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Financing opportunities for wind farm development not fully taken up Back  
Convinced that there is more scope for lending to wind energy developments, Niall King, sets out the characteristics of the elements of finance for alternative energy plants - equity, debt and tax based lending.
We are the best placed country in Europe to harness wind energy. At conferences which I have attended many seasoned wind farm operators in Sweden and Denmark have said they envy us. And yet we have failed to grasp this opportunity with both hands.

Why should this be so? We have wind in abundance. As an island nation we rely on imported fossil fuels. And yet wind energy offers wind farmers the chance to produce their own energy requirements and sell their surplus into the national grid.

As a financier of wind energy projects, we at Bank of Scotland in Ireland have watched with disappointment how relatively few wind farms have been actually completed to date in Ireland. This is because the development of wind farms is a long and arduous process. The hurdles to overcome include planning permission, national grid connection and environmental issues.

There is considerable opposition at the planning stage on environmental grounds. This is a pity because the alternative is to continue burning fossil fuels with the attendant pollution and green house effects which they cause. It also seems to make no difference with objectors that the Kyoto Agreement, as confirmed by EU regulations, stipulates that at least 10% of Ireland’s electricity output by the year 2010 must be generated from ‘renewable’ sources (i.e. wind, wave, hydro). If this target is not met, Ireland will be liable for significant fines.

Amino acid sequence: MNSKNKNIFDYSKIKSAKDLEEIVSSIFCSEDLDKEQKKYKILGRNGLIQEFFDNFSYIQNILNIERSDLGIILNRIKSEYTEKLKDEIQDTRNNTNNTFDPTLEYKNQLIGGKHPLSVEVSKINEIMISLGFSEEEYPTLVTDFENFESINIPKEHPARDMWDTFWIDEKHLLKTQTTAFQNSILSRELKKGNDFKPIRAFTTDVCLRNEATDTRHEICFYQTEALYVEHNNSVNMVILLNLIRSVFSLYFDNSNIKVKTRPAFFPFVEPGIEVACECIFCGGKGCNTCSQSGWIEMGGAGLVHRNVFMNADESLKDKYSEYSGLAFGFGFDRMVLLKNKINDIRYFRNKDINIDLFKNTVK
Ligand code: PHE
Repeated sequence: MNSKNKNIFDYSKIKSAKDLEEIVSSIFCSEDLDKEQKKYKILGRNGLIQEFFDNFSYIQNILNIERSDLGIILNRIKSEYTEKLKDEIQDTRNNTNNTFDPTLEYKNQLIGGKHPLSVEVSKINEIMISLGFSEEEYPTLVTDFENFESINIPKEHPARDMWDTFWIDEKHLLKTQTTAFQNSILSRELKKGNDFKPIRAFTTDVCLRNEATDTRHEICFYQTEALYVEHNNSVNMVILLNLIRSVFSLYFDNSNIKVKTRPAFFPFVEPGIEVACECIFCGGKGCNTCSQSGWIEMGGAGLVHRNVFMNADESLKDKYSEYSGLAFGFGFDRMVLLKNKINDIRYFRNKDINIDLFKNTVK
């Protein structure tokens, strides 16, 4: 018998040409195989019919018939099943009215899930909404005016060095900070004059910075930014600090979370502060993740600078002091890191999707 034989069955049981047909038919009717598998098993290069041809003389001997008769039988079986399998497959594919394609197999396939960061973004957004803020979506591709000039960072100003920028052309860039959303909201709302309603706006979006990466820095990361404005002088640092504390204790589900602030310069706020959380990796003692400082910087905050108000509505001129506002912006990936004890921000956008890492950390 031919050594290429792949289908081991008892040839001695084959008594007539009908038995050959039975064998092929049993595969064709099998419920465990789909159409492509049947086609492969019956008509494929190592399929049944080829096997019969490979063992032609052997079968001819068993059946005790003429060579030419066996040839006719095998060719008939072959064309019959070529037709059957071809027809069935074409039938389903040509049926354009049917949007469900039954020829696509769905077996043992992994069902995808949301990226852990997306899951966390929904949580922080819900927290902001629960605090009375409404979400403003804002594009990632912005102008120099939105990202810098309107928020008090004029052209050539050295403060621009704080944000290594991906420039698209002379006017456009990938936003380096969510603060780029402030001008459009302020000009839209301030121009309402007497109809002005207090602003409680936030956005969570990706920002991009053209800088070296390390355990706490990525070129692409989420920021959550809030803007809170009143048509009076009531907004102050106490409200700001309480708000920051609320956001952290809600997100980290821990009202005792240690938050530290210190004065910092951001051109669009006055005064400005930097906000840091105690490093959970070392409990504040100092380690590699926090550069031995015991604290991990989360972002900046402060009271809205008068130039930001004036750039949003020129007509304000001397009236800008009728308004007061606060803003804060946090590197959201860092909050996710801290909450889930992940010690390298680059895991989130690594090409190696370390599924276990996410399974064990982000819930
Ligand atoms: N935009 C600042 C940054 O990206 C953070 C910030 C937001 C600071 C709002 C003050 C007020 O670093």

Despite the opposition and the obstacles, however, the future is still promising. The Kyoto requirements, the recent deregulation of the Irish electricity market, the financial benefits from wind farms and the growing realisation that it is a clean energy source will, I believe, see considerable expansion of this sector over the next decade.

Equity of 20 per cent
When it comes to financing a wind farm, there are several sources of funding which come together to fund wind farm companies. These are equity, debt and tax based financing. Equity wind farms are effectively ‘project finance’ operations, and accordingly are frequently financed on a ‘stand alone’ basis i.e. without personal recourse to the promoters. For this to be achieved, the shareholders of the wind farm company would need to inject a minimum of 20% of the total development costs into the company by way of ordinary share capital.